The plaintiff maintains that Langan Associates' participation in the conspiracy is shown by evidence that its legal counsel represented the Buying Group, advised the Buying Group regarding the resignation and solicitation of other employees and clients of the plaintiff, drafted Jordan's resignation letter, and was paid for these services by Langan Associates.

 Establishing a conspiracy in violation of §§ 18.2-499 and -500 does not require proof that the conspirators' “primary and overriding purpose is to injure another.”  Advanced Marine Enterprises v. PRC Inc., 256 Va. 106, 117, 501 S.E.2d 148, 154 (1998).   As indicated in the instruction given to the jury in this case, the plaintiff was only required to show that the defendants acted “intentionally, purposefully, and without lawful justification.”  Id., 501 S.E.2d at 154-55.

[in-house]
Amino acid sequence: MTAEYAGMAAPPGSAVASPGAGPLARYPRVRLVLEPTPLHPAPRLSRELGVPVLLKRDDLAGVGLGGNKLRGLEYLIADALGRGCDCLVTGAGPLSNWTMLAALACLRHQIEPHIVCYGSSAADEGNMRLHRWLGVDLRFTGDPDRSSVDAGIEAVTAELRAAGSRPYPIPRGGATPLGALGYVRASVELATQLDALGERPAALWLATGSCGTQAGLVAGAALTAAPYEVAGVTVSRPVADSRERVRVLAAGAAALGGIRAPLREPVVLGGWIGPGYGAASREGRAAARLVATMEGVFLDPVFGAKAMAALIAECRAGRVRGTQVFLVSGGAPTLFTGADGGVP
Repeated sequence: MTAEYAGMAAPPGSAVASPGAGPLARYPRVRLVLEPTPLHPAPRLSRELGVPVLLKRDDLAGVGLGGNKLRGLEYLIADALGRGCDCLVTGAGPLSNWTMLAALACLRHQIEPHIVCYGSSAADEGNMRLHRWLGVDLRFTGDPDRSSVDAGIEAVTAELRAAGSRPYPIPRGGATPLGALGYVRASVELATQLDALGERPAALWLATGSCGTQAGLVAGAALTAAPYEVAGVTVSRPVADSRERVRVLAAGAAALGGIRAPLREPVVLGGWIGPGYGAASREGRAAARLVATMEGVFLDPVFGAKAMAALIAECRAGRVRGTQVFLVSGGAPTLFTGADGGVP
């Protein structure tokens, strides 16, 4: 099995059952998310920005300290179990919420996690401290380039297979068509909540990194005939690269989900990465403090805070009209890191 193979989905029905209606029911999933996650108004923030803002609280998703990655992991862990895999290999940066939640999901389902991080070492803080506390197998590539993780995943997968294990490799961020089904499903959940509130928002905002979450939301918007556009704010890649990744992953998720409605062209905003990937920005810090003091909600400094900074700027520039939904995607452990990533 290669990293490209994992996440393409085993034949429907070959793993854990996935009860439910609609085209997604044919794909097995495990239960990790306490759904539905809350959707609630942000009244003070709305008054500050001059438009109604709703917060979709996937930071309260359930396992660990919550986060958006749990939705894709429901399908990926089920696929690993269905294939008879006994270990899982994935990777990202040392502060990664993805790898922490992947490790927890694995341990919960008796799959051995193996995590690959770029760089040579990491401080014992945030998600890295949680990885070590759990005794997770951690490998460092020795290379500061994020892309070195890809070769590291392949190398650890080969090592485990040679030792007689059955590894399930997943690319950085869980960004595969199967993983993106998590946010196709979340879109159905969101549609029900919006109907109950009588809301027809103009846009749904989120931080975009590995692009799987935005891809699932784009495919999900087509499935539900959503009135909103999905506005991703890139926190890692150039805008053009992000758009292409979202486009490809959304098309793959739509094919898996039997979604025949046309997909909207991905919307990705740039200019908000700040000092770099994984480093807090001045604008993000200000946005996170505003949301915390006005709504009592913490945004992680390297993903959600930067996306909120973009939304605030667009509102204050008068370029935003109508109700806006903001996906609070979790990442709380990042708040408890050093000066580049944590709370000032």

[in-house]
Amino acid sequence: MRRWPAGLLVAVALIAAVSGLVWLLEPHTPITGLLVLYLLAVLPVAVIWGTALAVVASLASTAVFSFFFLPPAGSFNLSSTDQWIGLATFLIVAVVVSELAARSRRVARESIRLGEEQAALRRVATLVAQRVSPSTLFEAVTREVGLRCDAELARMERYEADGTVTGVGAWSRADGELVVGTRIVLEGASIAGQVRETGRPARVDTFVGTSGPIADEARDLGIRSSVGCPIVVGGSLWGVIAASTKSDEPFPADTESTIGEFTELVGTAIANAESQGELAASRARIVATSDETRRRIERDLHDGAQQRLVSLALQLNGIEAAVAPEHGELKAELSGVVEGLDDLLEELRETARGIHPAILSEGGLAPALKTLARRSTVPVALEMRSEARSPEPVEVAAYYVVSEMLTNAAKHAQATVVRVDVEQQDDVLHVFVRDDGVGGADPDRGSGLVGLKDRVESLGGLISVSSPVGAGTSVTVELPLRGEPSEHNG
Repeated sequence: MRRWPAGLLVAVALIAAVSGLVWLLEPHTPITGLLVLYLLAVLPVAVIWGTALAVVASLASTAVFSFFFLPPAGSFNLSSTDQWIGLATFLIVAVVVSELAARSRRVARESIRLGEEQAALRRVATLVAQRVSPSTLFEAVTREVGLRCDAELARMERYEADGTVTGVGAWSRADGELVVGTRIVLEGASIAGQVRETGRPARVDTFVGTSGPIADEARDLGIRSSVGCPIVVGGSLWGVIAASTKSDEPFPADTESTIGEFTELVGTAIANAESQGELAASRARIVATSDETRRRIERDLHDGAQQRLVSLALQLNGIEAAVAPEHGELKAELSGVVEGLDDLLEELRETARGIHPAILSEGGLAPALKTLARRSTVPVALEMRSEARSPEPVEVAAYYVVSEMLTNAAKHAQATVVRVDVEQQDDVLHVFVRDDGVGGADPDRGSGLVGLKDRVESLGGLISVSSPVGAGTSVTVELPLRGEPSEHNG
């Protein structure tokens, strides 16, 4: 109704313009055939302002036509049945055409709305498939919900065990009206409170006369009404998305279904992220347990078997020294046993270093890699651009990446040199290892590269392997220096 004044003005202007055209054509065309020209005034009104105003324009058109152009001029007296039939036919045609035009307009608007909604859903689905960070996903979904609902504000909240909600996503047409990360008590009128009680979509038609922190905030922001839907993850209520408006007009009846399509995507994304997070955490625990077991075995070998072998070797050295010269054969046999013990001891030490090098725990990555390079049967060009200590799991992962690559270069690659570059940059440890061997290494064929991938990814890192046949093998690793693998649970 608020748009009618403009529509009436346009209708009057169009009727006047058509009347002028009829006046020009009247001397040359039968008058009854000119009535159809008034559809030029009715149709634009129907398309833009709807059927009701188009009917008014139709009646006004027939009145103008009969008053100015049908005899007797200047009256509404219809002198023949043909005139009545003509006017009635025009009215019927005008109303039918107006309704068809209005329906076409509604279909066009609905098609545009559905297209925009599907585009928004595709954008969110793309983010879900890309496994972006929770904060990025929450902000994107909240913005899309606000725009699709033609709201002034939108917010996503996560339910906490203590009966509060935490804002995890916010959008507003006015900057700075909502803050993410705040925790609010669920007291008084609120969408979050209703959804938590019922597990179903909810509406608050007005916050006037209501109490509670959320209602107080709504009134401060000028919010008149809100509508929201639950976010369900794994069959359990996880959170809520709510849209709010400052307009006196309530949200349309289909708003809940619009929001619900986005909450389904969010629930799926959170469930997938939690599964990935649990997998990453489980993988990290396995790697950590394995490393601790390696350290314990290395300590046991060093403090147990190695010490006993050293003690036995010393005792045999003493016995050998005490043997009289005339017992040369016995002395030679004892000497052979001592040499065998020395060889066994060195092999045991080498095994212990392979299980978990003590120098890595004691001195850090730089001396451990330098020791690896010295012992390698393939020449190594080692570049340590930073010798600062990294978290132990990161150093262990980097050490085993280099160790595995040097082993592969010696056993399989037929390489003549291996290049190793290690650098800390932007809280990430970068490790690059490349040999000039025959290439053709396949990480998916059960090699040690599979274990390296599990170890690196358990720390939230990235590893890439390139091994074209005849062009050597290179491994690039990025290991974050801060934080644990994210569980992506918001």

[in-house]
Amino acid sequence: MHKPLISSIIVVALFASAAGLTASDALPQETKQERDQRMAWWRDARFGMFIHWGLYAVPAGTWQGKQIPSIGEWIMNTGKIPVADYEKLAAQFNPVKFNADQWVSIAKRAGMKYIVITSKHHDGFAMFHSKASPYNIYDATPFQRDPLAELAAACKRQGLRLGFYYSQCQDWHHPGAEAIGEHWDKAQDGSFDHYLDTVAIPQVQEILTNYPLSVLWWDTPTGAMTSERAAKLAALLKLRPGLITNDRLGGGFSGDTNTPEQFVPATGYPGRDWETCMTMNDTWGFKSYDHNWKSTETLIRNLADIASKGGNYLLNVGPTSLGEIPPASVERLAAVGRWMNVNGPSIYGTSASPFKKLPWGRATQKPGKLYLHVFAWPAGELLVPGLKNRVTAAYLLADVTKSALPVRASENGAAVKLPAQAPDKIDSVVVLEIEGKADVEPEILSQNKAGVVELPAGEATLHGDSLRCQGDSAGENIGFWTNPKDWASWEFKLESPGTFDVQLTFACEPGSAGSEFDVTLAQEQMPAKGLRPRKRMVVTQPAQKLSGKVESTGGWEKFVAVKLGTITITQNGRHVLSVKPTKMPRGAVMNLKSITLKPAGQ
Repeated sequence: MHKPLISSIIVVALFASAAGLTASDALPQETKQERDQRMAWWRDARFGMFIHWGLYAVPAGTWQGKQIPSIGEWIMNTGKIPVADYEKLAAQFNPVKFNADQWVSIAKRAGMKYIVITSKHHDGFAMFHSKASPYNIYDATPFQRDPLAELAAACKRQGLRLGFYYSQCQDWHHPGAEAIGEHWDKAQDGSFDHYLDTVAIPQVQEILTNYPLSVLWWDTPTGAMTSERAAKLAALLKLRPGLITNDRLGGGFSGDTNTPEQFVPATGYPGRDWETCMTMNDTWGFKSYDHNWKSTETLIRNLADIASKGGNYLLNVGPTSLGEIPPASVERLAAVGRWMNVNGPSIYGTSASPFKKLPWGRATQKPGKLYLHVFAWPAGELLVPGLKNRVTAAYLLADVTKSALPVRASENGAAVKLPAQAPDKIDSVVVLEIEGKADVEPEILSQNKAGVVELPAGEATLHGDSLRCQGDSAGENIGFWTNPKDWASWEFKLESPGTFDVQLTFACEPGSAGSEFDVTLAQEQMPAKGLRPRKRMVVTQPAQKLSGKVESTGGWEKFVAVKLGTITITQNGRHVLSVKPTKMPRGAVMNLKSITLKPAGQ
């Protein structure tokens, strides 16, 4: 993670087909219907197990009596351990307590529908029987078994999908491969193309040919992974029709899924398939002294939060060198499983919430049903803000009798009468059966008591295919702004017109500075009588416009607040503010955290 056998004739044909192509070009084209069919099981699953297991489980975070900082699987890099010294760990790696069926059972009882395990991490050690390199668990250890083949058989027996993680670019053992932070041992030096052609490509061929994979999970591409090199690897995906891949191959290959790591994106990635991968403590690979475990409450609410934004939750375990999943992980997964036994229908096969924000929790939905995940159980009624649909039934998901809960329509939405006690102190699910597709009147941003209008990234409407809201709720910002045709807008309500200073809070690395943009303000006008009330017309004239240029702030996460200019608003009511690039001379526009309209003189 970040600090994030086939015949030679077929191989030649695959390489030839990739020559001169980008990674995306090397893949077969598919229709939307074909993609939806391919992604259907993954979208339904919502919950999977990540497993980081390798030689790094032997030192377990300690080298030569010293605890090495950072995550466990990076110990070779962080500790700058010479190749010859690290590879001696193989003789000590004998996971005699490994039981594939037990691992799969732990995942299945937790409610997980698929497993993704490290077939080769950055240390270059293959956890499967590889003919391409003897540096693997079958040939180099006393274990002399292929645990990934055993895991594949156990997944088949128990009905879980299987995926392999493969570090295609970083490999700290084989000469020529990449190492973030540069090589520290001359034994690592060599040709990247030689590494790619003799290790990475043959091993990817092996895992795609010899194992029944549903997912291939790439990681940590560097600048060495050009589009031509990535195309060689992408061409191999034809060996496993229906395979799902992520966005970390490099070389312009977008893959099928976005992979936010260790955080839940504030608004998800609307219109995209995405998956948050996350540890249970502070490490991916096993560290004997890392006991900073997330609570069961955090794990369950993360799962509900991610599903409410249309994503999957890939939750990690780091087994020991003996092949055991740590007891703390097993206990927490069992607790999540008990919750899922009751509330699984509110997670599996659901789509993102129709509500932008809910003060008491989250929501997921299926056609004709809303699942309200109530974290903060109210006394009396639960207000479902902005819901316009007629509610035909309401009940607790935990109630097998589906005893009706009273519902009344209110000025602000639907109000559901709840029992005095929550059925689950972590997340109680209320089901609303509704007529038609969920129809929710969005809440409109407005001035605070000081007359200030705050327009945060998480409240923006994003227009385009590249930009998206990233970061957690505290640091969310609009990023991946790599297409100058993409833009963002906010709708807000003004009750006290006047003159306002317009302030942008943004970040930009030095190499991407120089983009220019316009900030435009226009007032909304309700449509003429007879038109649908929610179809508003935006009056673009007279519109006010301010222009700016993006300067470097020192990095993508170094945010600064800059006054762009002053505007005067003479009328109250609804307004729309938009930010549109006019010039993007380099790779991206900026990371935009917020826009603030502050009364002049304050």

The trial court concluded that the defendants' actions were undertaken for no other purpose than “to effectuate the planned merger.”   However, considering the evidence and all reasonable inferences therefrom in the light most favorable to the plaintiff, as we must, we find that this conclusion was error.